In my first reply I mentioned something about a piece of tack that would prevent your pony getting it's head down to graze, but couldn't think of the name for it. I just clicked on the Dover Saddlery in one of the banners here and found what I was referring to. It is called an Anti-Grazing Device. It attaches to each side of the saddle just below the pommel of either a Western or English saddle. It has a strap that goes over the head just about at the poll that has rings for the device to slip through. Then the straps attach to the bit. It is very adjustable and fits any bridle. The Anti-Grazing Device sounds a lot like the "daisy rein" that netty83 suggested.
     
    01-23-2011, 12:10 PM
  #16
Weanling
Yes that's what I was meaning thanks for the better description lol
     
    01-23-2011, 01:44 PM
  #17
Green Broke
Don't tie off to saddle. Bad idea.

And Tinyliny has it right, she is giving you cues, that she is getting ready to do it, you are just missing them.

If you will watch her ears? More than likely she is telegraphing intent, by twitching one back and one forwards, meaning she is "thinking" about what she wants to do. Get after her hard and heavy and make her move.

When you let her get that head dropped then you are pulling against the full strength of her neck muscles, and you are not going to win.

You have to stop her before she even starts good, by being decisive about it.

Don't correct her in a "oh, poor hungry horse, I can't control what you do mood," but more from a "oh no you don't mood" like you have towards an annoying little brother or cousin.

Be firm with her. And don't baby her, or chit chat to her about it either. Just correct, and move on.

When you overpraise, especially for doing something that is a no-brainer, it builds it up into a much bigger deal, and can lead to more problems.

And when you do use voice, make it firm, not whiny.
     
    01-23-2011, 02:09 PM
  #18
Green Broke
Quote:
Originally Posted by tinyliny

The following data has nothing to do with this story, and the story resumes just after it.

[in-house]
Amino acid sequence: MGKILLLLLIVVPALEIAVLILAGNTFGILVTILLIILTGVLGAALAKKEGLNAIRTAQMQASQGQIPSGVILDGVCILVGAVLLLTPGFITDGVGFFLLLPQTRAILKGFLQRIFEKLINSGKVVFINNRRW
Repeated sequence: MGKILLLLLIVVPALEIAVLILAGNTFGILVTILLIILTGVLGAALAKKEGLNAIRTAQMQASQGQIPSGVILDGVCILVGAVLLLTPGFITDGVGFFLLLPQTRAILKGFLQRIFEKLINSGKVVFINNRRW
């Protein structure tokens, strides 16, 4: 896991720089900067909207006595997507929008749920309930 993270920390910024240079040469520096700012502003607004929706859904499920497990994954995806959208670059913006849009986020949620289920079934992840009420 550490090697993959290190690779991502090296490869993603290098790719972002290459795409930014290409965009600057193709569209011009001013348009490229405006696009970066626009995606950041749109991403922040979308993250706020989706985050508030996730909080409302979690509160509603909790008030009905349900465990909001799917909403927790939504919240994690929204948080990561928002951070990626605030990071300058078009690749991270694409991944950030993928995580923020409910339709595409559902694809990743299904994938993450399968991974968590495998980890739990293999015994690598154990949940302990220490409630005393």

I have to say that I disagree with reprimanding him for trying to graze under saddle a couple of times and then letting him do it when You tell him it's ok. I feel that would only encourage him to keep trying it. From his point of view it works like this;
I try , she hits me, I try again, she hits me, a few minutes later she tells me to go ahead. Think I'll try that again!

Be consistent. NO GRAZING under saddle at all!
I don't let my horses graze when they are even on a leadline because when they are on a leadline, it's business. In my case, they have 22 hours a day to graze, so when I take them out, they do not need to graze, ever, while on a line. I think hand grazing is terribel. HOWEVER, for some folks that is the only way a horse can graze, so it is understandable.

No grazing under saddle, no hand grazing at all. Keep your pony in a working frame of mind.
AGREED I never let a horse graze when working them in hand or riding. I did have to do some hand grazing when a horse collicked and now he wants to graze when he didn't before, so back to training him again. It's amazing how one time of a little grazing created a monster
     
    01-23-2011, 02:33 PM
  #19
Yearling
This is the one issue I have had to consistently deal with with my horse (I have never encountered such a guts before in my life).

A riding crop didn't work for us, I couldn't hit her hard enough to get her head up and she is far to strong to try and tussle over reins so I started wearing spurs. As soon as that head even looked like snaking down to eat Phoenny got a good kick in the guts. I still wear spurs but now find that a sharply delivered "HEY" will get her head straight back where it should be.
     
    01-23-2011, 02:47 PM
  #20
Weanling
Grass reins or daisy reins. Attach them to the bridle and to the saddle then the head cannot go down.